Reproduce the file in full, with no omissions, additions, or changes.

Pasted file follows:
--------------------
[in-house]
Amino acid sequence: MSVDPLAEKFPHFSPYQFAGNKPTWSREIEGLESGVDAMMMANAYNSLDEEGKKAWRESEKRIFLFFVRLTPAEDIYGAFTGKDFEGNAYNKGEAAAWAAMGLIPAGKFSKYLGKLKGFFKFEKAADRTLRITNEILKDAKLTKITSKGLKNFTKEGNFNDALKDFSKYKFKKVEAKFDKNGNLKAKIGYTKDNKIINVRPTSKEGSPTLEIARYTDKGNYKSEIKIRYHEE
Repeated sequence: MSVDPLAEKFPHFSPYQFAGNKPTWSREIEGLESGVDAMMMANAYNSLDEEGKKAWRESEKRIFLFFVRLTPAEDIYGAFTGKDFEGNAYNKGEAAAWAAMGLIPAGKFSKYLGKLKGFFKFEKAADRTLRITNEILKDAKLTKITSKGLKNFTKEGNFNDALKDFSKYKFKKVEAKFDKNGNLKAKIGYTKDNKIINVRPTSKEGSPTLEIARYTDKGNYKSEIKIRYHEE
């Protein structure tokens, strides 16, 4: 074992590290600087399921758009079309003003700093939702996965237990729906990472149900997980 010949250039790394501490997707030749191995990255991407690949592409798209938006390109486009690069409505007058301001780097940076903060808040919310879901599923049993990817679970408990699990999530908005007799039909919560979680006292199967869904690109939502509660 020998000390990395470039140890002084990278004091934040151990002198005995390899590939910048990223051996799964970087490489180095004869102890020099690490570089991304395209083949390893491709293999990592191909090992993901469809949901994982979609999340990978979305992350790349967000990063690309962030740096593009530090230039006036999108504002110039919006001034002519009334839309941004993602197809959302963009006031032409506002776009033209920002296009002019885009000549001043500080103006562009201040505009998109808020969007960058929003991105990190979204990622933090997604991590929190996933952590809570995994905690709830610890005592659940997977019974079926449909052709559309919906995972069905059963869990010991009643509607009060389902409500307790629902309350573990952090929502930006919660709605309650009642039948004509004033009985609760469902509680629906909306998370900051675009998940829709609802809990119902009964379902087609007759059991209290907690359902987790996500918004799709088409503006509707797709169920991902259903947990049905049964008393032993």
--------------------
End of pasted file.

[in-house]
Amino acid sequence: MSVDPLAEKFPHFSPYQFAGNKPTWSREIEGLESGVDAMMMANAYNSLDEEGKKAWRESEKRIFLFFVRLTPAEDIYGAFTGKDFEGNAYNKGEAAAWAAMGLIPAGKFSKYLGKLKGFFKFEKAADRTLRITNEILKDAKLTKITSKGLKNFTKEGNFNDALKDFSKYKFKKVEAKFDKNGNLKAKIGYTKDNKIINVRPTSKEGSPTLEIARYTDKGNYKSEIKIRYHEE
Repeated sequence: MSVDPLAEKFPHFSPYQFAGNKPTWSREIEGLESGVDAMMMANAYNSLDEEGKKAWRESEKRIFLFFVRLTPAEDIYGAFTGKDFEGNAYNKGEAAAWAAMGLIPAGKFSKYLGKLKGFFKFEKAADRTLRITNEILKDAKLTKITSKGLKNFTKEGNFNDALKDFSKYKFKKVEAKFDKNGNLKAKIGYTKDNKIINVRPTSKEGSPTLEIARYTDKGNYKSEIKIRYHEE
């Protein structure tokens, strides 16, 4: 074992590290600087399921758009079309003003700093939702996965237990729906990472149900997980 010949250039790394501490997707030749191995990255991407690949592409798209938006390109486009690069409505007058301001780097940076903060808040919310879901599923049993990817679970408990699990999530908005007799039909919560979680006292199967869904690109939502509660 020998000390990395470039140890002084990278004091934040151990002198005995390899590939910048990223051996799964970087490489180095004869102890020099690490570089991304395209083949390893491709293999990592191909090992993901469809949901994982979609999340990978979305992350790349967000990063690309962030740096593009530090230039006036999108504002110039919006001034002519009334839309941004993602197809959302963009006031032409506002776009033209920002296009002019885009000549001043500080103006562009201040505009998109808020969007960058929003991105990190979204990622933090997604991590929190996933952590809570995994905690709830610890005592659940997977019974079926449909052709559309919906995972069905059963869990010991009643509607009060389902409500307790629902309350573990952090929502930006919660709605309650009642039948004509004033009985609760469902509680629906909306998370900051675009998940829709609802809990119902009964379902087609007759059991209290907690359902987790996500918004799709088409503006509707797709169920991902259903947990049905049964008393032993």